Raymond Council discusses potential new public safety building, storm damage
By SCOT PEARSON
Everybody was a buzz with the events of the day all absorbed with water damage and what they experienced with the increase of rain. Some spoke to being very busy during their full-time employment, others remarking simple damage to their property, but at the drop of the gavel by Mayor Jason Dunsmoor, the Raymond City Council got right down to business.
As they moved past the obligatory approval of the posted agenda, consent agenda (providing just over $60,000 in monthly due outs), and previous minutes they moved swiftly into the meat of the meeting.
With no communications received from the clerk's office, and no one speaking on behalf of the public, the Public Hearing for the Emergency Facility Feasibility Plan was opened.
The public hearing was to allow the city to pay for the initial plan and design work that was conducted by Harbor Architects, a final payment for services rendered.
With no one in attendance from the public the council had some discussion about the facility prior to allowing the final payment check.
The Emergency Facility, also referred to as the Public Safety Building, will combine and house both the Raymond Police Department and the Raymond Fire Department in one singular complex. The design also calls for a common or "Community Room" that will be in the center of the facility and able to be utilized by the public.
The reason the city of Raymond is looking at the possibility of a new Public Safety complex was outlined in the single page brochure to sum things up; and also available in a banded detailed "thick as a brick" binder for the council members to look at length.
"The existing public safety building, located at 212 Commercial Street, was originally constructed in 1927, further expanded in the 1950's," notes the pamphlet.
The information continues to explain that there have been no significant upgrades since the expansion and facility is in need of critical repairs.
Further the demand for both fire and police is becoming more diverse and continues to grow. The current building is now inadequate for their responsibilities, and based on age and condition, renovations were deemed unfeasible. As will the new design require additional space and cannot fit in the existing footprint of the current facility.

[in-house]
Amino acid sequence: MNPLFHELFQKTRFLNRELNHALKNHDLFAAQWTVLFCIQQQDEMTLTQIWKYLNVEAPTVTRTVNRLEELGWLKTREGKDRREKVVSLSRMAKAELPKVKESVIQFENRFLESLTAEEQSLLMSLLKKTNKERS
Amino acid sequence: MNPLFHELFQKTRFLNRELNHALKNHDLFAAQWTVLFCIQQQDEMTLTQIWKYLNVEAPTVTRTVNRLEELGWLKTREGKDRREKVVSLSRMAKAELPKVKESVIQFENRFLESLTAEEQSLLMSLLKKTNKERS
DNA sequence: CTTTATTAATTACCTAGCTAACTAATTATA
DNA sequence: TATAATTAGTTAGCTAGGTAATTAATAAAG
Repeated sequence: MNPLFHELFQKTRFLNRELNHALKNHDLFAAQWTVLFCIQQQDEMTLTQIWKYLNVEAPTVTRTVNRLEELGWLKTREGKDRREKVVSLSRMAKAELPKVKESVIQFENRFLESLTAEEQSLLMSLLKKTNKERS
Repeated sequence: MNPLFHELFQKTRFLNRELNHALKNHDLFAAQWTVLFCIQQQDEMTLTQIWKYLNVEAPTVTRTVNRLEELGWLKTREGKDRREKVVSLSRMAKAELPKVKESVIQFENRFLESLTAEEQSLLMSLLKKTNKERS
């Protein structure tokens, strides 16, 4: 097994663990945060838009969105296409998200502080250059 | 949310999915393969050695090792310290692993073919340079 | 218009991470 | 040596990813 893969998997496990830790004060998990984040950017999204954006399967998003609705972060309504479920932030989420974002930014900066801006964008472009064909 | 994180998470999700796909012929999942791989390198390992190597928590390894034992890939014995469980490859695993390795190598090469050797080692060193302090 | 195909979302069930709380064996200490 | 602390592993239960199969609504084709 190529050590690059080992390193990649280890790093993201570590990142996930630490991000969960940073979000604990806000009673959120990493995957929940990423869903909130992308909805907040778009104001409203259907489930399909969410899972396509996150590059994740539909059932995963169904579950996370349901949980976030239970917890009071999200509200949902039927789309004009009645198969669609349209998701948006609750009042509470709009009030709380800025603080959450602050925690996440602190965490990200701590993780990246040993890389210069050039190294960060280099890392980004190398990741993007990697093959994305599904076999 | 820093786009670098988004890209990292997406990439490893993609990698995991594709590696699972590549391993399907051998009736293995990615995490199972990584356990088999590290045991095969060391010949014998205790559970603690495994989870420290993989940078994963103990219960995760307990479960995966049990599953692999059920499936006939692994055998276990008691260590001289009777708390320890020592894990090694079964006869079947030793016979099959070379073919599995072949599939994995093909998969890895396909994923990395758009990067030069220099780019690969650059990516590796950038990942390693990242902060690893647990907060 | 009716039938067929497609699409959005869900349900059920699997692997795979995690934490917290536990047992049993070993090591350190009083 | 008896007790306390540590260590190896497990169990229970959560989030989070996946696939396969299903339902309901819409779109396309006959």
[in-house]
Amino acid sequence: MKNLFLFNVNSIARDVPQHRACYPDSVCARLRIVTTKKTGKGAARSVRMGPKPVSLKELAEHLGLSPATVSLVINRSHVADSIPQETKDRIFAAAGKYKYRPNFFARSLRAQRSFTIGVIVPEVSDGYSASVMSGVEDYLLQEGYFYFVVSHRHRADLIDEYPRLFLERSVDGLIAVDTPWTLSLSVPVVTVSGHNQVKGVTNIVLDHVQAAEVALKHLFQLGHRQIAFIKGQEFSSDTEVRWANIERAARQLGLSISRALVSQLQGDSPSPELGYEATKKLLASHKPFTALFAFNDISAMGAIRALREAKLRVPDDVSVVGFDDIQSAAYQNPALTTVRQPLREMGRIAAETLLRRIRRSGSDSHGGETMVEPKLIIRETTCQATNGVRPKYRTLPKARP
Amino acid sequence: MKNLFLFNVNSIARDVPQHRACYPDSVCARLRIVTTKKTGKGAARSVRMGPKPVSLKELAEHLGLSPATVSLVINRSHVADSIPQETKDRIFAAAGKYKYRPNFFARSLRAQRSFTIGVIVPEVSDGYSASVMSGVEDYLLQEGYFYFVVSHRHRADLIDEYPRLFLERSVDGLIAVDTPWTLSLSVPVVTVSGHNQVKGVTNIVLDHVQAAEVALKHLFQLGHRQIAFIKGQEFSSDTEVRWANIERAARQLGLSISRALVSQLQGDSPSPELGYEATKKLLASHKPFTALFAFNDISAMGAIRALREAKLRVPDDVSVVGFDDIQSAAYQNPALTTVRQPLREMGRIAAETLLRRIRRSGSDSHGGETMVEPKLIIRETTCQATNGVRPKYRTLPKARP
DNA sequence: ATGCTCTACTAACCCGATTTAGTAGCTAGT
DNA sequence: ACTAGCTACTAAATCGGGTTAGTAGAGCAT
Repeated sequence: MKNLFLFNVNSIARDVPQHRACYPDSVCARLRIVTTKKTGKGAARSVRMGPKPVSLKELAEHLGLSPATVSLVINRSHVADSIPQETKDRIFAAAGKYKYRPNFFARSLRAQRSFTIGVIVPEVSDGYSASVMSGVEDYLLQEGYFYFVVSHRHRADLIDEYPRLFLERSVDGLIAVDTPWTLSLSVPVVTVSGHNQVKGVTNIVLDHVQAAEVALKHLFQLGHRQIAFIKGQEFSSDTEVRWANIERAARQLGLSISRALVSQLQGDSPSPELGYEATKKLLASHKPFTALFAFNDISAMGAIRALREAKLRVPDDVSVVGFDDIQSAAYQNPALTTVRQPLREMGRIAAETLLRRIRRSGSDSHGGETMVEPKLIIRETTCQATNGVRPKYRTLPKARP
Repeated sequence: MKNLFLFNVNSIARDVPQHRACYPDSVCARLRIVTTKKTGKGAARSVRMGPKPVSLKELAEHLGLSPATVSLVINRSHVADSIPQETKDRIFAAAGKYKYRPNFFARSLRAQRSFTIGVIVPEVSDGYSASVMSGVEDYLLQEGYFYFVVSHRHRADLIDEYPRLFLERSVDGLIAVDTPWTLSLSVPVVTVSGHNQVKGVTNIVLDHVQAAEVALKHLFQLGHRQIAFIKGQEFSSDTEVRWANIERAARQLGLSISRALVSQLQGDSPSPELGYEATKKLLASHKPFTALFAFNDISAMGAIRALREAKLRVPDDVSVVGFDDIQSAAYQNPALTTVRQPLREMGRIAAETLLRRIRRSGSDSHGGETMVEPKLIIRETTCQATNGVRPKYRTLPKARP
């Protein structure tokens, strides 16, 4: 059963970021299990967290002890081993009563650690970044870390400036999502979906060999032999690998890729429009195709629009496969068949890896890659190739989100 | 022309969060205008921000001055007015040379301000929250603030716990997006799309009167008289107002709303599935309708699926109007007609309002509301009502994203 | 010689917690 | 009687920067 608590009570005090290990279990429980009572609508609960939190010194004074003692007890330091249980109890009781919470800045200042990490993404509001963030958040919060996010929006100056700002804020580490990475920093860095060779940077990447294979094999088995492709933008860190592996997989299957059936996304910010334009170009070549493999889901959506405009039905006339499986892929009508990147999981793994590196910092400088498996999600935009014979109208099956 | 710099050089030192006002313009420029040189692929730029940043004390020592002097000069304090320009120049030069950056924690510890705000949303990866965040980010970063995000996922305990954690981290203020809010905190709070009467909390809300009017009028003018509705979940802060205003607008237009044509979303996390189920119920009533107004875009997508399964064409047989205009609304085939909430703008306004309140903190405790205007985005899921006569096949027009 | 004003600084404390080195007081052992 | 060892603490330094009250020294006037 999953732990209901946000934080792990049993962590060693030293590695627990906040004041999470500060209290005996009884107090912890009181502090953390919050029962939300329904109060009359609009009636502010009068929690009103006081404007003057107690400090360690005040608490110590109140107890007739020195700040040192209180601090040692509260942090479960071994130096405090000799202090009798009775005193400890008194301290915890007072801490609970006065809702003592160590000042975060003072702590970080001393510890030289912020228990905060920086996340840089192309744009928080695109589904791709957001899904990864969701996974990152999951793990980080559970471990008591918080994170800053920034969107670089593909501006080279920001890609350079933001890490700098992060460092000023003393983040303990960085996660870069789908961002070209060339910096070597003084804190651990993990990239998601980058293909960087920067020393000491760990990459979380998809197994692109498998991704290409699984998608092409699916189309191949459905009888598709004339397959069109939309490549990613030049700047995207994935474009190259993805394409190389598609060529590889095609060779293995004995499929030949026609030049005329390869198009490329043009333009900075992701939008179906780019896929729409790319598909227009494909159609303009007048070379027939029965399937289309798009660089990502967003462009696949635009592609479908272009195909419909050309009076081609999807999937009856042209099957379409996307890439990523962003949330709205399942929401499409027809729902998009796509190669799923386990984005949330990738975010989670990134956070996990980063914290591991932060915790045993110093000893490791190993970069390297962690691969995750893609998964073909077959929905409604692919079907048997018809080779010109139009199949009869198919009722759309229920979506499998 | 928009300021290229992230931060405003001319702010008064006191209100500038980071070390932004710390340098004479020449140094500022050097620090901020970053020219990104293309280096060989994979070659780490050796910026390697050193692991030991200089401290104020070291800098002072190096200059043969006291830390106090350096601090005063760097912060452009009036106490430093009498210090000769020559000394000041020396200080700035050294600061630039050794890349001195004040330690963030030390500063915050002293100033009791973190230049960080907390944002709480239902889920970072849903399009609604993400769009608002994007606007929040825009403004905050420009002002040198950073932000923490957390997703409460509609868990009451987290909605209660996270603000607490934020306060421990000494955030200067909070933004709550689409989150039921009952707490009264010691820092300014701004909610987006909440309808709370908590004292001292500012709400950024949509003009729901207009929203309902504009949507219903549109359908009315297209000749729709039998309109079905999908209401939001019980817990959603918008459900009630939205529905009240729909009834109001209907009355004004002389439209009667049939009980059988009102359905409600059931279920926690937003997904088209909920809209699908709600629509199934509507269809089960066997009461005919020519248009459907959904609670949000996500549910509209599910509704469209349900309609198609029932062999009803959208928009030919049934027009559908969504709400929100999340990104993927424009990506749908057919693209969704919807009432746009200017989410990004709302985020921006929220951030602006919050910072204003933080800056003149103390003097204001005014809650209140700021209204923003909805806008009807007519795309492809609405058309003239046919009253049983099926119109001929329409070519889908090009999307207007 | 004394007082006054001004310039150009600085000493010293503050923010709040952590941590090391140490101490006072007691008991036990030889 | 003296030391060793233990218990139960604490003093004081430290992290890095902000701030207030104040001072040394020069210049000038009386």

The proposed solution will accommodate all that is lacking in the current space as well as be built for future needs.
Fire Chief Todd Strozyk made comment that the building is over 80 years old.....
The new Public Safety building would accommodate both departments as well as provide the life, health and safety needs of emergency personnel. It would also satisfy both departments' need for additional space by having shared or common areas that either, both, or the public could utilize. The proposed building site is the city owned property east of the present facility with a border along Blake Street to the south, Third Street to the east and Commercial Street to the north. The plan also indicates the demolition of the existing building and conversion into a parking lot and emergency vehicle use.
Council member Kaley Hanson had reservations about the demolition of the "historic" building.
The projected cost, relatable in "today's" dollars speaks of $6.2 million for the purchase of the city owned site, with an overall amount at $8.2 million for the 22k square foot complex project.
Alternate site locations were assessed at $6.8 million purchase and in all in for construction, site preparation, furnishings and contingencies at $10 million.
Council member Dee Roberts brought out the idea that if the city was looking to make a new facility, why not include Raymond City Hall.
"If you are going to dream why not dream big," said Roberts.
With the current condition of city hall, and a proposed plan for new construction, it seemed a very feasible idea.